The US Department of Homeland Security (DHS) expects to have face, fingerprint, and iris scans of at least 259 million people in its biometrics database by 2022, according to a recent presentation from the agency’s Office of Procurement Operations reviewed by Quartz.
That’s about 40 million more than the agency’s 2017 projections, which estimated 220 million unique identities by 2022, according to previous figures cited by the Electronic Frontier Foundation (EFF), a San Francisco-based privacy rights nonprofit.
A slide deck, shared with attendees at an Oct. 30 DHS industry day, includes a breakdown of what its systems currently contain, as well as an estimate of what the next few years will bring. The agency is transitioning from a legacy system called IDENT to a cloud-based system (hosted by Amazon Web Services) known as Homeland Advanced Recognition Technology, or HART. The biometrics collection maintained by DHS is the world’s second-largest, behind only India’s countrywide biometric ID network in size. The traveler data kept by DHS is shared with other US agencies, state and local law enforcement, as well as foreign governments.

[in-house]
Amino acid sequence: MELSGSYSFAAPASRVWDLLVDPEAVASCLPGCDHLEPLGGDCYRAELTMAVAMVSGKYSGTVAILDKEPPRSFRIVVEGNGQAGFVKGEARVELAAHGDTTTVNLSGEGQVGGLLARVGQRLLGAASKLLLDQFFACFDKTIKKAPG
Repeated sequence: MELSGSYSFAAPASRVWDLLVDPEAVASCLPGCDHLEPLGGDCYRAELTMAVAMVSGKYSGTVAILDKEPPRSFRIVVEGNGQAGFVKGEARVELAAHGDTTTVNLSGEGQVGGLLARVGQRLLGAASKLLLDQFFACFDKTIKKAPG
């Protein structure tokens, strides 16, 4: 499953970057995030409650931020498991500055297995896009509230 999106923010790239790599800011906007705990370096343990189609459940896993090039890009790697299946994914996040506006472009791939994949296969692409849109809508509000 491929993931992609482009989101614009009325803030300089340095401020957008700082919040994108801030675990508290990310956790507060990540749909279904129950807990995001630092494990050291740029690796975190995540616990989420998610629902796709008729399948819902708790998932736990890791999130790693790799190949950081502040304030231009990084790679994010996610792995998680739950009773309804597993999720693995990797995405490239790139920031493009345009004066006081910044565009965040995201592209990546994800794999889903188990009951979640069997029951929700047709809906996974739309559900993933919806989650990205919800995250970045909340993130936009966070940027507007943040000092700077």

The first two stages of the HART system are being developed by US defense contractor Northrop Grumman, which won the $95 million contract in February 2018. DHS wasn’t immediately available to comment on its plans for its database.
Biometrics “make it possible to confirm the identity of travelers at any point in their travel,” Kevin McAleenan, US president Donald Trump’s recently-departed acting DHS secretary, told congress last year. The criteria used by US Customs and Border Protection (CBP) officers, a division of DHS, to screen out specific travelers as suspicious is top secret, but was determined in conjunction with Palantir, the Silicon Valley data-mining firm co-founded by controversial billionaire and ardent Trump supporter Peter Thiel. The EFF said it believes CBP could be tracking travelers “from the moment they begin their internet travel research.” As the group has noted, DHS says “the only way for an individual to ensure he or she is not subject to collection of biometric information when traveling internationally is to refrain from traveling.”
Last month’s DHS presentation describes IDENT as an “operational biometric system for rapid identification and verification of subjects using fingerprints, iris, and face modalities.” The new HART database, it says, “builds upon the foundational functionality within IDENT,” to include voice data, DNA profiles, “scars, marks, and tattoos,” and the as-yet undefined “other biometric modalities as required.” EFF researchers caution some of the data will be “highly subjective,” such as information gleaned during “officer encounters” and analysis of people’s “relationship patterns.”
EFF worries that such tracking “will chill and deter people from exercising their First Amendment protected rights to speak, assemble, and associate,” since such specific data points could be used to identify “political affiliations, religious activities, and familial and friendly relationships.”